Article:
There are no strict rules about what you should and should not eat while breastfeeding. Eating foods you normally enjoy is the best approach. Eat as well as you can. Try these simple healthy suggestions:
- Eat frequent small meals and snacks (every three to four hours).
- Eat foods high in protein, calcium and fiber.
- Drink enough fluids to keep the color of your urine pale yellow. Drinking water and other fluids will keep you hydrated, but it will not increase your milk supply. The only way to increase your milk supply is to breastfeed.
- Continue taking your prenatal vitamins.
- Enjoy all foods in moderation.
Healthy snack ideas:
|Raw veggies with yogurt dip
Bagel with cream cheese
Low-fat frozen yogurt
Low-fat string cheese
Hard boiled eggs
Low-fat milk and cereal
Dried fruit and nuts
Fresh fruit milk shakes (smoothies)
Peanut butter on whole grain bread or celery sticks
Note: It is safe to lose 1 to 2 pounds per week while breastfeeding, but it is best to give your body six weeks to recover from birth before actively trying to lose weight. Talk to your health care provider before starting an exercise or weight-loss program.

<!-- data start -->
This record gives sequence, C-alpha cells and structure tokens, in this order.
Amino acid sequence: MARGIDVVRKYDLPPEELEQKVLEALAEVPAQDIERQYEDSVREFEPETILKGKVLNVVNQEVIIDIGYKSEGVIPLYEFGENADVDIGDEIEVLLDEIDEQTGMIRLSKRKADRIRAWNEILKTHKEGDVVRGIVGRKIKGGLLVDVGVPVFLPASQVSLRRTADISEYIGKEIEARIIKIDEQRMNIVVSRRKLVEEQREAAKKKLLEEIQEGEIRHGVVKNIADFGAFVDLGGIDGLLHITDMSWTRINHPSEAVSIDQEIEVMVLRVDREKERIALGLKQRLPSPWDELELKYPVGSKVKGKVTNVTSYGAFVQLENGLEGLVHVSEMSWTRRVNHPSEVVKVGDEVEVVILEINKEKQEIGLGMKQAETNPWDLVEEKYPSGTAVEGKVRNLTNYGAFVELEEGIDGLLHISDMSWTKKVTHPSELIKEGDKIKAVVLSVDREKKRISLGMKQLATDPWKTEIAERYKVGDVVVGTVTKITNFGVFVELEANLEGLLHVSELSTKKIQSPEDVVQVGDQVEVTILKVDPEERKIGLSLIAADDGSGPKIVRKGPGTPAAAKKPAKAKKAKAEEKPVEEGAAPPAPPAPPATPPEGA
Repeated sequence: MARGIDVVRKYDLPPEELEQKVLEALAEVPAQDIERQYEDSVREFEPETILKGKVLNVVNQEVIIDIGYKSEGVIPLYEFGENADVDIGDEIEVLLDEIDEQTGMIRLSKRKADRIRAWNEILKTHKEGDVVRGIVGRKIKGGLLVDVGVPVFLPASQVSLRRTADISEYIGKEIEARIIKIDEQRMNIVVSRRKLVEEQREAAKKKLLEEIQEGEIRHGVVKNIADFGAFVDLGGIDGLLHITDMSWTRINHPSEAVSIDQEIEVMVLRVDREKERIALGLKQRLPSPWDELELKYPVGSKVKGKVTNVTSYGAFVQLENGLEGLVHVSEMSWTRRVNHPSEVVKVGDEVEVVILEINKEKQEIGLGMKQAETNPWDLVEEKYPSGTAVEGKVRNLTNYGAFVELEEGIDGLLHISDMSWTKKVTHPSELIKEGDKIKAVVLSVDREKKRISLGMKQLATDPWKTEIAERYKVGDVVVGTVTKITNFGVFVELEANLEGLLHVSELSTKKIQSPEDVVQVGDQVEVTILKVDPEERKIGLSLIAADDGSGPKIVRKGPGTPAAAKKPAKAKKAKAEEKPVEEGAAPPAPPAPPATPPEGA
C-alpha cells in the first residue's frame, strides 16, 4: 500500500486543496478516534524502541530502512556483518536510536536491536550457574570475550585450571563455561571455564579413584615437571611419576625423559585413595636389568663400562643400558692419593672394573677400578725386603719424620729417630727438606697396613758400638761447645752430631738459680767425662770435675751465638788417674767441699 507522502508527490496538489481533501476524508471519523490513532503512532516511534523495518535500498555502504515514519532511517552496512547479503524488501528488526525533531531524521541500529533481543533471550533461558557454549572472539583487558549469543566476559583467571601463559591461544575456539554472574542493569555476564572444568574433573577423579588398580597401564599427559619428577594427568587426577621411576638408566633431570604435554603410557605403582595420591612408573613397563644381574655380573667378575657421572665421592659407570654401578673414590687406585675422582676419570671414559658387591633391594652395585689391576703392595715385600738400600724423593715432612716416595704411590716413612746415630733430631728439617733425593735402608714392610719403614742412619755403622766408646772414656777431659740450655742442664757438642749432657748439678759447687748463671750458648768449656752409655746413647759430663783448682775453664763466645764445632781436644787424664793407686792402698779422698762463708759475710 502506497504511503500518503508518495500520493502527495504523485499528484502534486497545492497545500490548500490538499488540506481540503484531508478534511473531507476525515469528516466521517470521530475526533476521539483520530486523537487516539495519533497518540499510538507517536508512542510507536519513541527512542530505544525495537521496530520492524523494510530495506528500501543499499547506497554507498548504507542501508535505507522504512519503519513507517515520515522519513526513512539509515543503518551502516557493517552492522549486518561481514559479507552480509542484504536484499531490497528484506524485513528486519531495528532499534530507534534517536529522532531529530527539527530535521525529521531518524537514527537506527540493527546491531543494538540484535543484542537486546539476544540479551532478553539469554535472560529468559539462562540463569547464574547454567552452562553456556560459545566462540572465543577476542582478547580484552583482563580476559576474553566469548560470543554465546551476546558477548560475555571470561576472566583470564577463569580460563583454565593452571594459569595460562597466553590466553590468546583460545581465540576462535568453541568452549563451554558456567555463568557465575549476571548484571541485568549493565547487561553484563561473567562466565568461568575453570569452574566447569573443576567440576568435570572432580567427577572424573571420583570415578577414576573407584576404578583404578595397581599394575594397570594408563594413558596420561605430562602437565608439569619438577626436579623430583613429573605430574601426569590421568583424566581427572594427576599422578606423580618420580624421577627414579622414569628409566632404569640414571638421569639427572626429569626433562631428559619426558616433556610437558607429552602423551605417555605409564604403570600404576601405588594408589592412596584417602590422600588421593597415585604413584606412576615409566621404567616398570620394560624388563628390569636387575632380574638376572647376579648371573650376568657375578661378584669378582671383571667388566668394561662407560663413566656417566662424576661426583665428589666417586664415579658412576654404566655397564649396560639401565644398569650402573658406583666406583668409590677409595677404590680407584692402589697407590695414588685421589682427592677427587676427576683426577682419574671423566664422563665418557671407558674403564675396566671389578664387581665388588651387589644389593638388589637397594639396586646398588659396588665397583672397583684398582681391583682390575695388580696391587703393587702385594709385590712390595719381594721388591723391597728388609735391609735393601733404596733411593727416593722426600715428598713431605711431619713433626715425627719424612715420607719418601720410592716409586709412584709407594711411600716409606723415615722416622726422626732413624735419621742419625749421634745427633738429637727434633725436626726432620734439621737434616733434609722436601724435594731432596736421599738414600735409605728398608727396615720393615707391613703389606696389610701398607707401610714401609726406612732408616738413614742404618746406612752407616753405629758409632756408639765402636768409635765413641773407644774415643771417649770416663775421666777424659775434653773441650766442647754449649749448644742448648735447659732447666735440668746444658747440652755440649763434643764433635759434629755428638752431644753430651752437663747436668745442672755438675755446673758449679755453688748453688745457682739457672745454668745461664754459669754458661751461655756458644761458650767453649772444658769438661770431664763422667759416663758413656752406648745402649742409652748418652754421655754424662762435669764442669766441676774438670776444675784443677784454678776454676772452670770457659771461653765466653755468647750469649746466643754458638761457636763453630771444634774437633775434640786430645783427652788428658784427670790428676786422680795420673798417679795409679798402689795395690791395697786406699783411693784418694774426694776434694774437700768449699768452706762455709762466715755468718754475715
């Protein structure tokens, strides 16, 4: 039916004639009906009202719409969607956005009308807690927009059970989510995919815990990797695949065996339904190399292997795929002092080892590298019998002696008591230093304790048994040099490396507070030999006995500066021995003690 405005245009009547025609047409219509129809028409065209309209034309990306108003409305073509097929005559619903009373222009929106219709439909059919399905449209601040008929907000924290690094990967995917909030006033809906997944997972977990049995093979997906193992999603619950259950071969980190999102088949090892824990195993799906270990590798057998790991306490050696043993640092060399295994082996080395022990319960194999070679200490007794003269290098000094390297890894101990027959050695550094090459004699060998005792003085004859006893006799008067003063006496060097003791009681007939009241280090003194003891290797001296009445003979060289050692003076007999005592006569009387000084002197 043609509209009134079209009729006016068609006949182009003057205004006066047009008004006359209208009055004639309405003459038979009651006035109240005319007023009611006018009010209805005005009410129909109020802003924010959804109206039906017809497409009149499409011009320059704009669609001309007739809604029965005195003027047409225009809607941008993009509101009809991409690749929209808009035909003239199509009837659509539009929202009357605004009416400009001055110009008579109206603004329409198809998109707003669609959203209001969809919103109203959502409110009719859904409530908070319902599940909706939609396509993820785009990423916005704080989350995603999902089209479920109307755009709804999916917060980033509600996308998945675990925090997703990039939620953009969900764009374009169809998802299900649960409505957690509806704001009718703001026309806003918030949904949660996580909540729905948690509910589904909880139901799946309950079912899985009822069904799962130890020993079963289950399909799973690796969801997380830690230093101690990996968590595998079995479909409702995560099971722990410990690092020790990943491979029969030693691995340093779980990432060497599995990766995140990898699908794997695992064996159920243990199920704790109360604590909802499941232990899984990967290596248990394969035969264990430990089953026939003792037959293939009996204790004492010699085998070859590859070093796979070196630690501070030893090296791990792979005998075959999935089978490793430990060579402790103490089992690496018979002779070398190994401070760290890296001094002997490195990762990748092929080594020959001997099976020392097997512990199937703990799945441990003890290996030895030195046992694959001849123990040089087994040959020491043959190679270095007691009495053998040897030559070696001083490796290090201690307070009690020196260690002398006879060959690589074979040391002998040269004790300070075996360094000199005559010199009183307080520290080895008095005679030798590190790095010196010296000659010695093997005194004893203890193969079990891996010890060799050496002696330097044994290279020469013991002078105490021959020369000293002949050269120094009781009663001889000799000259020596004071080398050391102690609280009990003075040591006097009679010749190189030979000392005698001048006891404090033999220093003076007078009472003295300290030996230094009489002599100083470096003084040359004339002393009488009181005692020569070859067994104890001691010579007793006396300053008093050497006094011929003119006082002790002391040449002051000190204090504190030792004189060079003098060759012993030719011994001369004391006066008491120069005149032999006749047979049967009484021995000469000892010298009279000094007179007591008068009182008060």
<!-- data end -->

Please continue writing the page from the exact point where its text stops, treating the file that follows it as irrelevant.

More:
Are there any foods I should avoid while I am breastfeeding?
- There are some "old wives tales" about foods you shouldn't eat while breastfeeding. In truth, most foods are fine as long as you eat them in moderate amounts. Your baby has already tasted your diet by "drinking" amniotic fluid while in the womb.
- A few babies may be sensitive to a certain food you eat. If you think your diet is making the baby fussy, call the Warm Line (1-800–711-7011) for advice.
- Caffeinated drinks, in moderation, are safe, but more than five 5-ounce cups of coffee a day may make your baby awake and fussy.
- Once you have finished your pain medication, you may have one glass of wine or beer on occasion. Nurse your baby, then have an alcoholic drink with a meal. You will be able to nurse two to three hours later.
- Enjoy chocolate in moderate amounts.
- The Rhode Island Department of Health advises breastfeeding mothers eat no more than 6 ounces of light tuna (canned or fresh) each week. In addition, you should also avoid swordfish, shark, bluefish, striped bass, and freshwater fish caught in Rhode Island waters (except stocked trout). For more information, go to www.health.ri.gov/healthrisks/poisoning/mercury/about/fish/.